Atheism seems to be making a small comeback. Beginning with Sam Harris’ Letter to a Christian Nation and Richard Dawkins’ The God Delusion, the movement has spread to talk show hosts and cultural icons alike. At the core of this “New Atheism” is the idea that evolution has mitigated any need for God and that those who still believe in God are harming society. More than ever, it seems to be in to throw God out.
But statistics show that despite the apparent progress of atheism, it’s actually far more popular in our culture to throw belief out. Since the 1990s, the number of people surveyed who chose “None” for their religious affiliation has more than tripled. Interestingly, most of these people don’t identify as atheists; they’re simply put off by religious confession. Most of them would say, “If there is a God, I’m not sure we can really know that much about him.” Their fundamental belief is unbelief.
So what’s behind the surge in unbelief? Why do we have such a hard time believing what God says is true?
There are intellectual reasons (and in the coming weeks, I plan to discuss a few of them.) But I’m convinced that we’ll never understand the “Nones” of our current society by focusing on arguments alone. Our belief problems always stick in the mind, but they don’t always start in the mind.
In the beginning of his letter to the Romans, Paul identifies the main cause of our unbelief. He writes, “For God’s wrath is revealed from heaven against all godlessness and unrighteousness of people who by their unrighteousness suppress the truth, since what can be known about God is evident among them, because God has shown it to them” (Romans 1:18-19, emphasis added).
According to Paul, the problem isn’t that our evidence for God is insufficient. The problem is that our sinful hearts don’t want to believe in God. Our belief problems are not primarily intellectual problems. Instead, our belief problems are mainly heart problems.
Our belief problems always stick in the mind, but they don’t always start in the mind.
We throw off belief in God because our hearts crave two things that belief in God won’t offer us:
Our hearts crave self-exaltation
I was once listening to Dr. Bart Ehrman, the famous skeptic professor at UNC, answer a question from a student: “Is there anything that would cause you to regain your faith?”
In response, Ehrman said, “I think that if, in fact, God Almighty appeared to me and gave me an explanation [for all the evil in the world], and the explanation was so overpowering that I actually could understand, then I’d be the first to fall on my knees in humble submission and adoration.”
Look at the italicized portion of that again. Ehrman’s response shows a common (but faulty) line of logic: If God did have a purpose for evil, then Ehrman would be smart enough to immediately perceive it. And if he can’t immediately perceive an answer from God, then there’s no purpose for evil.
He’s assuming that the God who created the heavens and the earth and sustains the universe by his power would only act in ways that he can understand. Is that a fair assumption? Do we really think that we can immediately perceive every purpose of an all-wise God? It’s rather ridiculous when you think about it: We imagine a God of omnipotent power but with a brain no bigger than ours—a God with huge, universe-moving muscles … and a teeny-tiny head.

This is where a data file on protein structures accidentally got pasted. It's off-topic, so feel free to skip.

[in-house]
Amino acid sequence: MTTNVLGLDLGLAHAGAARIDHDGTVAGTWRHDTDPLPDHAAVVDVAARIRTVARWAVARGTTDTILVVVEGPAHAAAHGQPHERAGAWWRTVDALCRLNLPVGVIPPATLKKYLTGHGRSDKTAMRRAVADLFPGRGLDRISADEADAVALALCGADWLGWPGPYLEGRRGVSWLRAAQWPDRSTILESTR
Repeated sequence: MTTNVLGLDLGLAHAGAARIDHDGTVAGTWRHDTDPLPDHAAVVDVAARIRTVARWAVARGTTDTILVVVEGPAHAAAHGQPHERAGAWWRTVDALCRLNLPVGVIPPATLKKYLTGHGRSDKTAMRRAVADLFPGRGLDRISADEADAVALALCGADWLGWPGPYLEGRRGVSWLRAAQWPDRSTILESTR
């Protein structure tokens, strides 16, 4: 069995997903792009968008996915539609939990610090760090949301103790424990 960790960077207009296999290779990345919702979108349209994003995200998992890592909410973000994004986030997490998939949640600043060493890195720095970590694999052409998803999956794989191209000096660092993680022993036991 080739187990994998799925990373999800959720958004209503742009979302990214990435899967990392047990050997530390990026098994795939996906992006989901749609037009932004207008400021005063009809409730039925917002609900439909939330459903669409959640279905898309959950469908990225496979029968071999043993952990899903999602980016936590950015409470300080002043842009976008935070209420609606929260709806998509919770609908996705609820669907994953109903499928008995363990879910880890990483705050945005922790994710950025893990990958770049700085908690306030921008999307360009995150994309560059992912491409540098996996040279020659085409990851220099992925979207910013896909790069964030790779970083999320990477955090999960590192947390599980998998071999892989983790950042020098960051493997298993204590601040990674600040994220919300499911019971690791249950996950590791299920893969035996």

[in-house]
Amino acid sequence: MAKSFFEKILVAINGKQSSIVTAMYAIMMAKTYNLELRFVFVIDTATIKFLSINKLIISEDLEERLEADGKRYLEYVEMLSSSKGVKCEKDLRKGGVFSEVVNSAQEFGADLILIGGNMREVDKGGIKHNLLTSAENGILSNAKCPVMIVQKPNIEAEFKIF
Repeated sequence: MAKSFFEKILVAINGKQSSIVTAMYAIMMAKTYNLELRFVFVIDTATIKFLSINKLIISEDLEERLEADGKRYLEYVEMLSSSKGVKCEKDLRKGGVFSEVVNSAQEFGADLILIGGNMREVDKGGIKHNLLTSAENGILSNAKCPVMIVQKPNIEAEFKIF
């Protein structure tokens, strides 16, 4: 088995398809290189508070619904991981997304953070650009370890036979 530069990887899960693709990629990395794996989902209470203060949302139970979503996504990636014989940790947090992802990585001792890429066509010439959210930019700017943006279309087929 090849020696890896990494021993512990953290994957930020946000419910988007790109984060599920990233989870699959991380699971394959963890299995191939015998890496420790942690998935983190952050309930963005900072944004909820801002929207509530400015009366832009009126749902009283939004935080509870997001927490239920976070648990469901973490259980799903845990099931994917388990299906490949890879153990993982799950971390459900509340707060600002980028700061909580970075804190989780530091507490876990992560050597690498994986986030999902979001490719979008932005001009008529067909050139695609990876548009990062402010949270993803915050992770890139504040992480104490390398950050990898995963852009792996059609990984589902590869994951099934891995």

The problem with skeptics like Ehrman is that they have exalted themselves and their own wisdom, diminishing the wisdom of God along the way. They aren’t alone. We, too, seek our own exaltation when we try to shrink God down to our level and stack our wisdom up against his.
Our hearts crave self-gratification
A pastor I know used to employ a rather stark approach to confrontational discipleship with some of his college students. Whenever one of them would come home back from college, newly questioning his Christian upbringing, this pastor would listen patiently to him. The student would go on and on about his newfound doubts about the Bible, all of the contradictions in it, and the usual laundry list of problems with religion more generally. And then this pastor would ask, “So, how long have you been sleeping with your girlfriend?”
It’s not an approach I’d recommend. But there’s some wisdom behind that. The pastor was showing that the student, more often than not, didn’t first run into an intellectual problem. He indulged in a moral problem that developed into an intellectual problem. Finding himself in an environment where he could be sexually “free,” he was forced to shift his moral compass to accommodate his lifestyle.
It’s usually the heart that guides the mind, not the mind the heart. We first crave the gratification of our sinful desires, and then we seek justification for why those desires aren’t so bad after all.
That’s why Paul wrote that people suppress the truth “by their unrighteousness” (Romans 1:18). Our hearts are so disposed to self-gratification that we resist anything that challenges that, making us blind to clear and compelling evidence for our Creator. Because we think God is an obstacle to our gratification, we get him out of the way through unbelief.
Our belief problem is a heart problem. While it’s helpful to seek intellectual answers for our doubts, what we need more than anything is an answer for our heart. We need someone to take our sin of exalting ourselves and show us that we were made for God’s glory. We need someone to take our sin of gratifying our sinful desires and show us that in God’s presence there is fullness of joy and pleasures forevermore. We need the Savior who chose humiliation over self-exaltation, who chose to die rather than gratify his desires. More than anything else, we need Jesus.